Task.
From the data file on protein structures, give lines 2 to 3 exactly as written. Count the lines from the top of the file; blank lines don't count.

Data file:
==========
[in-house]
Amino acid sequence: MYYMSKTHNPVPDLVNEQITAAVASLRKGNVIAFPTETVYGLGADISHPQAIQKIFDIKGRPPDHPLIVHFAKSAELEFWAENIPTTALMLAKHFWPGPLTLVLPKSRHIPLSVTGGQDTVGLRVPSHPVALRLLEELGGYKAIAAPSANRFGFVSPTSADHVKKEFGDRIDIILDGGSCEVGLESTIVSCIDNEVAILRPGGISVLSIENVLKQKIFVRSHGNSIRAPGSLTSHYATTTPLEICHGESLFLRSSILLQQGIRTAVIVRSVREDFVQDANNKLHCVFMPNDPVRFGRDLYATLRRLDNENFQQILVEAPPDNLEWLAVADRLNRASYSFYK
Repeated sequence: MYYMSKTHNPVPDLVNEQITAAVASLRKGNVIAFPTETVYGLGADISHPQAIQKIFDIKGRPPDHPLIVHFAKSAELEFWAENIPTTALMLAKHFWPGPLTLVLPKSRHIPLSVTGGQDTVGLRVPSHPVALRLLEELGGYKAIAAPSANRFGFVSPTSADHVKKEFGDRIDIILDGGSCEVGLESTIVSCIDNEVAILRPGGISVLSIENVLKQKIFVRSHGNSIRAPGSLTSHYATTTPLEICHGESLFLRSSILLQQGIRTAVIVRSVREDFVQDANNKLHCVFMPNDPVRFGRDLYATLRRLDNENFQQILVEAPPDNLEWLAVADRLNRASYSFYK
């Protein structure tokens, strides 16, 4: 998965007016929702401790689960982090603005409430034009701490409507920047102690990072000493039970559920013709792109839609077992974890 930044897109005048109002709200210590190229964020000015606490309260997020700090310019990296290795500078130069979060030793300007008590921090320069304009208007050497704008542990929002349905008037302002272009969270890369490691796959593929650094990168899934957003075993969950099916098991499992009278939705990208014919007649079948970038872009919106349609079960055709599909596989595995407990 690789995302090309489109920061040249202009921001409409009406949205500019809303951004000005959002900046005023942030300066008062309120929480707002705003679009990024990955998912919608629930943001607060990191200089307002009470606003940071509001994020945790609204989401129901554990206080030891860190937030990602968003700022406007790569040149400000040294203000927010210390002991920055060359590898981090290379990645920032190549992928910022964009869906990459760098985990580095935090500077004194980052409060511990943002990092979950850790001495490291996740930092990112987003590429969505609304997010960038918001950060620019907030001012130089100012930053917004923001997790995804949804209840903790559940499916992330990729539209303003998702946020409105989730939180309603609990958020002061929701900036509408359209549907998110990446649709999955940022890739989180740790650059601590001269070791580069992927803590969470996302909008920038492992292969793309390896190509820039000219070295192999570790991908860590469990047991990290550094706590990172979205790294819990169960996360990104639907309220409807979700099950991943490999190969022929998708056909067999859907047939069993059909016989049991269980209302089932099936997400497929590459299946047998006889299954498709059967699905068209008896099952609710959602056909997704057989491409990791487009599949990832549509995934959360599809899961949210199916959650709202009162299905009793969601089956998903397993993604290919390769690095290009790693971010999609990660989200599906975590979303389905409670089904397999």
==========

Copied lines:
Amino acid sequence: MYYMSKTHNPVPDLVNEQITAAVASLRKGNVIAFPTETVYGLGADISHPQAIQKIFDIKGRPPDHPLIVHFAKSAELEFWAENIPTTALMLAKHFWPGPLTLVLPKSRHIPLSVTGGQDTVGLRVPSHPVALRLLEELGGYKAIAAPSANRFGFVSPTSADHVKKEFGDRIDIILDGGSCEVGLESTIVSCIDNEVAILRPGGISVLSIENVLKQKIFVRSHGNSIRAPGSLTSHYATTTPLEICHGESLFLRSSILLQQGIRTAVIVRSVREDFVQDANNKLHCVFMPNDPVRFGRDLYATLRRLDNENFQQILVEAPPDNLEWLAVADRLNRASYSFYK
Repeated sequence: MYYMSKTHNPVPDLVNEQITAAVASLRKGNVIAFPTETVYGLGADISHPQAIQKIFDIKGRPPDHPLIVHFAKSAELEFWAENIPTTALMLAKHFWPGPLTLVLPKSRHIPLSVTGGQDTVGLRVPSHPVALRLLEELGGYKAIAAPSANRFGFVSPTSADHVKKEFGDRIDIILDGGSCEVGLESTIVSCIDNEVAILRPGGISVLSIENVLKQKIFVRSHGNSIRAPGSLTSHYATTTPLEICHGESLFLRSSILLQQGIRTAVIVRSVREDFVQDANNKLHCVFMPNDPVRFGRDLYATLRRLDNENFQQILVEAPPDNLEWLAVADRLNRASYSFYK